Illegal Costs - Texas Scorecard

Yes, immigration is a federal issue. Yes, the appropriate policy solutions will be complex and precarious. But, often overlooked, is the simple fact that illegal immigration presents a tremendous cost on state and local taxpayers.

The state’s biggest budget driver is “K-12” education, representing a third of all state spending. A 2006 study by the Lone Star Report estimated that illegal aliens had cost taxpayers, in a three-year average, more than $3.7 billion per year in education costs alone – dollars that would have been available to improve services or (perish the thought) provide tax relief.Â

The Texas Conservative Coalition Research Institute (a body made up of state lawmakers), used information from a 2007 study of Census data to determine that illegal aliens now make up 13 percent of the state’s school-age population – more than 600,000 children. The cost to taxpayers? It’s risen to nearly $5 billion annually. That’s real money.

But education isn’t the only place where illegal immigration is really hurting us. In health care, that 2006 study found, illegal aliens representing a tax burden of more than a half-billion dollars.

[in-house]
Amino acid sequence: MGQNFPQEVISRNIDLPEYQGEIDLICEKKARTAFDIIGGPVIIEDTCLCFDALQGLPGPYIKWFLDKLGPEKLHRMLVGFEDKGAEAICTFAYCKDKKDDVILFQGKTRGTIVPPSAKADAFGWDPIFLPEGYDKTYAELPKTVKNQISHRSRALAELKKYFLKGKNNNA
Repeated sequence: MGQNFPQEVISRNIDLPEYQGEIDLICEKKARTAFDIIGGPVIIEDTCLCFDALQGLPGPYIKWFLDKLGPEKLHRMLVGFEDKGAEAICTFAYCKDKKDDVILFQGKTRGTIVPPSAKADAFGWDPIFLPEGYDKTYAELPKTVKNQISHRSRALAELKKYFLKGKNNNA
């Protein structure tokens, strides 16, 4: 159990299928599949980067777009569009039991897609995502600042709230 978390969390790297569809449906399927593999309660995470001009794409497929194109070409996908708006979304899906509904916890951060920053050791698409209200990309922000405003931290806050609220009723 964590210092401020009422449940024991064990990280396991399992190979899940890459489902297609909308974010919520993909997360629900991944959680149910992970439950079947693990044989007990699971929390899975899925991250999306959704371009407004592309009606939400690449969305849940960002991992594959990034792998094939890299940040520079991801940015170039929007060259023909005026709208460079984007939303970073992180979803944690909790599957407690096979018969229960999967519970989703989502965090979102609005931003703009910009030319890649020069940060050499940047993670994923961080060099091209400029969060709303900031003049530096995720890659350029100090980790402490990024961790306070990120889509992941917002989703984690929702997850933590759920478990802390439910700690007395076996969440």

And TCCRI finds that the Children’s Health Insurance Program – which doesn’t verify legal status or citizenship – is estimated to be paying out $36 million annually in benefits to illegal aliens.

In policy area after policy area, budget line-item after budget line-item, the costs of illegal immigration to Texas’ taxpayers keeps stacking up. That some lawmakers make the situation worse by voting to ask fewer questions, or turn to look the other way, is inexcusable.

The solution to our immigration woes are far more complex than simply building walls or punishing employers; we have to look comprehensively at the incentives our public policies give people to break the law in the first place. Whether it’s the artificially high cost government mandates for labor, or the requirement that schools not ask parents to verify citizenship, or that simple fact that welfare programs hand out money and services to anyone who asks, our public policies are broken and making the situation worse.

While it is the federal Congress that must implement the long-term solutions to real immigration reform, state legislators, especially in Texas, must protect taxpayers by holding tightly the pursing strings.